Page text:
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What did Irish people do during Storm Emma? We watched RTÉ and logged onto Pornhub

Being stuck inside led to a spike in internet usage.

The country was on ice for a few days.
The country was on ice for a few days.
Image: Sam Boal/Rollingnews.ie

IT’S FIVE WEEKS since Storm Emma and the Beast from the East, a rare weather combination that led to mounds of snow and brought Ireland to a standstill.

The country was well-warned about the incoming snowpocalypse and people were even told to stay in their homes for the best part of two days.

And stay inside they did, leading to an upsurge in people finding ways to entertain themselves. So let’s take a look at what they got up to.

Storm coverage dominated the schedules of Irish broadcasters for at least two days and viewership figures for RTÉ confirm that the public were hungry for updates.

The most-watched TV programme in Ireland during the week of Storm Emma was RTÉ’s Six One News on Thursday 1 March, the first day people were told stay inside.

An average of 808,000 people watched the Six One News that evening, grabbing an audience share of 47.4% and making it the most-watched news programme of the year.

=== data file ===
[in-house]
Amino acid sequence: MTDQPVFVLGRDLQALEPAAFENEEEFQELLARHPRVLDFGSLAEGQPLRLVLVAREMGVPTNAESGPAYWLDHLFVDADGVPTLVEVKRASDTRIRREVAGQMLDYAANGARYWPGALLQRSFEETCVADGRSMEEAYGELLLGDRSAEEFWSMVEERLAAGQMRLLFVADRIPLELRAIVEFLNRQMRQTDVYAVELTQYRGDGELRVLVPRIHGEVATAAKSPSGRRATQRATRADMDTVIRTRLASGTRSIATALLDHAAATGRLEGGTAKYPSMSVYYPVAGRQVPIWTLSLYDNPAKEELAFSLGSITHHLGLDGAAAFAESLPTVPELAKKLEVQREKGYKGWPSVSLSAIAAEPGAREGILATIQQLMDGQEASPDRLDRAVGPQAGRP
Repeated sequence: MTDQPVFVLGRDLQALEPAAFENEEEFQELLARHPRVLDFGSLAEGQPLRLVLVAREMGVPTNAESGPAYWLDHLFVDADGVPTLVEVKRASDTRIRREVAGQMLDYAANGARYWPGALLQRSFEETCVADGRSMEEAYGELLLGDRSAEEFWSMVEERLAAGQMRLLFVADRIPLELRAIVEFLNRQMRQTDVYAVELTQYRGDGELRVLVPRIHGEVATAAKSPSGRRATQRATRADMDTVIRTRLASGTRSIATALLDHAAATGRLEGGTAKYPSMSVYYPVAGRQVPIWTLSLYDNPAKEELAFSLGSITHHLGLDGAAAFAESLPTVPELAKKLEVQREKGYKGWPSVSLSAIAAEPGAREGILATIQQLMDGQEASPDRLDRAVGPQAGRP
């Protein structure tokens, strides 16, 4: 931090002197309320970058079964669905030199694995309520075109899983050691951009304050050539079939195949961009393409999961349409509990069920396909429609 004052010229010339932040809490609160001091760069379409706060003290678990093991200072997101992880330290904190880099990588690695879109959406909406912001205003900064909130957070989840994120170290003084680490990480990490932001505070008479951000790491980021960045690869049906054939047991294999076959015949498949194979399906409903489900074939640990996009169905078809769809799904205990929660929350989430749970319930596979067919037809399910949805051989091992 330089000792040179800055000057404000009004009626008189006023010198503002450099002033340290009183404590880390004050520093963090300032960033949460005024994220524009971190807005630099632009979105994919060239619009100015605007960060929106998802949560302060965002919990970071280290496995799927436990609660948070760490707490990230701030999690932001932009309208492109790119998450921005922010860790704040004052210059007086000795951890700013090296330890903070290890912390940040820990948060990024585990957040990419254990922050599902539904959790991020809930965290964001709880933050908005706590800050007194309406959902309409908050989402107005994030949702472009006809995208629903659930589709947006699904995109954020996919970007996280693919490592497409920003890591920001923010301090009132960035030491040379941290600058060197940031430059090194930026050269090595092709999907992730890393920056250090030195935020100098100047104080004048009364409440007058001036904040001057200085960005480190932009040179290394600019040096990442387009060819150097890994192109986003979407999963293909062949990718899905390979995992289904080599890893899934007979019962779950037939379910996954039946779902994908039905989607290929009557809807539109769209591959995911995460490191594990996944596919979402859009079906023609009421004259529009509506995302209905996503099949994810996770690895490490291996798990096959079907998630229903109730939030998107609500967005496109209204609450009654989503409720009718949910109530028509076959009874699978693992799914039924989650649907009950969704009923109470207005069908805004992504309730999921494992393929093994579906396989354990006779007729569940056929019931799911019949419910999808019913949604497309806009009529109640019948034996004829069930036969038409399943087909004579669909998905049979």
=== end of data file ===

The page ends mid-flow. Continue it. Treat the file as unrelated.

0130 Storms Coming copy_90538072 Met Éireann's Evelyn Cusack was a regular feature on news broadcasts. Source: RollingNews.ie

The Nine O’Clock News that same night was the second most-watched programme of the week, keeping 707,000 people informed about the heavy snows.

Two other news shows also made the top 10 most-watched TV programmes of the week, Prime Time on the Thursday and, interestingly, RTÉ’s One O’Clock news on Friday.

Prime-time shows usually dominate ratings lists but people being at home rather than at work led to RTÉ’s afternoon news show shooting into the top 10.

TV3′s news programmes were popular too, with the 5.30pm bulletin on Thursday pulling in an average of 333,000 viewers for a 24% audience share.

TV3′s most watched show of the week was Coronation Street on Wednesday night, just as everyone was bunkering down for 48 hours.

The Late Late Show put together a last-minute programme featuring a skeleton guest list and tiny audience, but loads of people tuned in to watch: an average of 545,000 to be exact.

Overall, RTÉ says 3.1 million people tuned into their stations between Wednesday and Sunday while TV3 says 1.9 million people watched their news shows alone during the same period.

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Internet